Researchers from the Institute of Advanced Study in Science and Technology (IASST) have designed two peptides (short chains of amino acids) inspired from snake venom neurotrophin (proteins that regulate development, maintenance, and function of vertebrate nervous systems) molecules which hold promise for preventing and treating neurological disorders such as PD and AD.
The study was carried out by a team from IASST-Guwahati, an institute of the department of science and technology (DST). That medications or effective therapeutics are still lacking to stop, slow, or prevent PD and AD — some of the most common neurodegenerative disorders — has stimulated exploration of hypotheses about molecular and cellular processes that lead to neurodegeneration.
“Prof Ashis Kumar Mukherjee, director, IASST, and his team have worked on the snake venom and found it to be a treasure house of drug prototypes for various biomedical applications. They can be moulded into candidate life saving drug prototypes, like cancer, cardiovascular disease, and covid-19. They found prospects in the nerve growth factor from snake venom, a minor component of the venom characterised by Mukherjee and his group,” DST said.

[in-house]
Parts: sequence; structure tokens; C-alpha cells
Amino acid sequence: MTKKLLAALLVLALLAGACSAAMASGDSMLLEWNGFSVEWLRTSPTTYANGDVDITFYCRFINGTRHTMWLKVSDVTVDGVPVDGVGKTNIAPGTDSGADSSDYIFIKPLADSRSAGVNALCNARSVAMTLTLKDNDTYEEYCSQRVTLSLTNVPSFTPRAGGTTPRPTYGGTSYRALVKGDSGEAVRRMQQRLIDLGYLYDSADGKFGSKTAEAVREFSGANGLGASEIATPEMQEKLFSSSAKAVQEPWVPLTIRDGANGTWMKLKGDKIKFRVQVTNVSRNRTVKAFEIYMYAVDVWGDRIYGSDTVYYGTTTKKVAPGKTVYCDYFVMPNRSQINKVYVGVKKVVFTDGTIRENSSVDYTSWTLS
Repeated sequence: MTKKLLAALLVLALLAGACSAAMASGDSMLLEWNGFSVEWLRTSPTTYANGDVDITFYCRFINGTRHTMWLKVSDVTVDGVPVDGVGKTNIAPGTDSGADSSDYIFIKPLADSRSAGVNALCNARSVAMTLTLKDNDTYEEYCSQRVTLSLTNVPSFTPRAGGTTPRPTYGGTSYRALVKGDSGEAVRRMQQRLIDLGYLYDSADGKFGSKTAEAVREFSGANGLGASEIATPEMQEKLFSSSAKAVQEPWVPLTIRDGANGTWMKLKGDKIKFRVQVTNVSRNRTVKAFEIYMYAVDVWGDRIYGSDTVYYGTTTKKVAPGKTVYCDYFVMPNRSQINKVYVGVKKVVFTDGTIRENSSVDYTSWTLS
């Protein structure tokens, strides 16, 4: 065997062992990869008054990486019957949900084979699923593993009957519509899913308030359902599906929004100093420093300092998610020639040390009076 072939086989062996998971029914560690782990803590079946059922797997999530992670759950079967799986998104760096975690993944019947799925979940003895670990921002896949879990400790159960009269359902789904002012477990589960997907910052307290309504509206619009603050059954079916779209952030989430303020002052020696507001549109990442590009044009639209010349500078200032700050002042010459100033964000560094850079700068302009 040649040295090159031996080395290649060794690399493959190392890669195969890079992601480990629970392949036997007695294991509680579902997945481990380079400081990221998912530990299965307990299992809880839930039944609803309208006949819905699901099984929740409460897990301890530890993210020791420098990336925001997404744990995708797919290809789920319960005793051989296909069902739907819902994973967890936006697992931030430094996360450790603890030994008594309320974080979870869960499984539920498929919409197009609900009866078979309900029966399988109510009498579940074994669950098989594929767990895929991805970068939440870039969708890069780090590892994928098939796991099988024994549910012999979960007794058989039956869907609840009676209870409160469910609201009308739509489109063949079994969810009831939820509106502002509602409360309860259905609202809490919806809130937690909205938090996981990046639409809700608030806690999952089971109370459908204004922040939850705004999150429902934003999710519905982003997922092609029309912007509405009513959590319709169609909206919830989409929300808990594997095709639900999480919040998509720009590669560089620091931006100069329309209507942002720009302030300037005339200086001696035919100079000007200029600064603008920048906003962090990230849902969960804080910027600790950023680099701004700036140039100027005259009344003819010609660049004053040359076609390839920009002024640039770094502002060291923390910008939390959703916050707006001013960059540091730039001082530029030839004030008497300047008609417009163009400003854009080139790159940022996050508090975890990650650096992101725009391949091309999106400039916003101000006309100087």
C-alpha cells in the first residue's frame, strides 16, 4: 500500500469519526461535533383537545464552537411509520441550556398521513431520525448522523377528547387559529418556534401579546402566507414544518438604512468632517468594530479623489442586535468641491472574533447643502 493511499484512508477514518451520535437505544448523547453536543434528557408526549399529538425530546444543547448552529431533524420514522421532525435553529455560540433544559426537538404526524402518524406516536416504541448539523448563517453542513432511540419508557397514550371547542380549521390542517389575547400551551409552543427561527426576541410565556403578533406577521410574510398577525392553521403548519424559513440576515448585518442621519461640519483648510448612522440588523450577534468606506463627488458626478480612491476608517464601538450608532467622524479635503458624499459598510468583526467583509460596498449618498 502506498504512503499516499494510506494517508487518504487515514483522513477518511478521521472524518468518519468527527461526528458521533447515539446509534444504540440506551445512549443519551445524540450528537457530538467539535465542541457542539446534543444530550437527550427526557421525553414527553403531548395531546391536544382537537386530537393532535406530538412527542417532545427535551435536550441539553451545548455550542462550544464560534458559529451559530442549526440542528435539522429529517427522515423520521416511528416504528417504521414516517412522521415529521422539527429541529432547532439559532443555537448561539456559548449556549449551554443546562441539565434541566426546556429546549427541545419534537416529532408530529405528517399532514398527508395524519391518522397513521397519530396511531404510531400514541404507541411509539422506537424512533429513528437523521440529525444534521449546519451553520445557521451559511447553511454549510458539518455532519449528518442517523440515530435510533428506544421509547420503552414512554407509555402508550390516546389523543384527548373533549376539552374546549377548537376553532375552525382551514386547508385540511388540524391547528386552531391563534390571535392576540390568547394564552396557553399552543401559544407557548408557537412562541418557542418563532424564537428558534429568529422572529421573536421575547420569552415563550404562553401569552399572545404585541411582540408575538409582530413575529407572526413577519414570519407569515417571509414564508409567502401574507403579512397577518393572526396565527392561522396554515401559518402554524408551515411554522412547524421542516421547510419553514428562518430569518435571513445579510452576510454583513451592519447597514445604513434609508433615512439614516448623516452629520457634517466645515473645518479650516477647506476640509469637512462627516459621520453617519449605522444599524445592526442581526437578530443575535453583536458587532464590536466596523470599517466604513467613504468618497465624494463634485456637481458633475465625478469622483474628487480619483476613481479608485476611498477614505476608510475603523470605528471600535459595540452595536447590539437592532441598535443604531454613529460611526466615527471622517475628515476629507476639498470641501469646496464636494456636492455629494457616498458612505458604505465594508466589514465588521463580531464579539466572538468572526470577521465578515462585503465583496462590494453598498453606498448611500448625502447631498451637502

“It possesses neurogenesis properties (triggering sprouting of neurites from a cell) by binding to the Tropomyosin receptor kinase A (TrkA) receptor, the high-affinity nerve growth factor receptor of rat pheochromocytoma PC-12 cells. However, drug development from a native toxin of snake venom is tedious,” DST said.
To overcome this problem, Mukherjee and his collaborators have developed two novel custom peptides (commercially produced peptides for use in biomedical laboratories) — TNP and HNP — inspired by snake venom neurotrophin.
“These peptides show selective binding to the human TrkA receptor of nerve cells and hence can improve the selectivity and specificity of drug molecules toward the receptor, thereby enhancing the therapeutic potency of those drug molecules. Mukherjee emphasises that the low molecular weight, structural stability, small size, and target sensitivity of the peptides make them powerful tools for conquering the limitations of using endogenous neurotrophins as therapeutic agents,” DST added.
This drug-like peptide, DST said, can potentially reduce the progression of neurodegenerative diseases before they advance through an entirely new strategy. The treatment would be most effective for people with fewer symptoms at the early onset of the disease.
“Their study will be further extended from Parkinson’s model to other neurodegenerative diseases and require pharmacokinetic and pharmacodynamics studies to develop safe drug prototypes. The investigators have filed an Indian patent, and the study was recently published in the journal Free Radical Biology and Medicine (Elsevier),” DST added.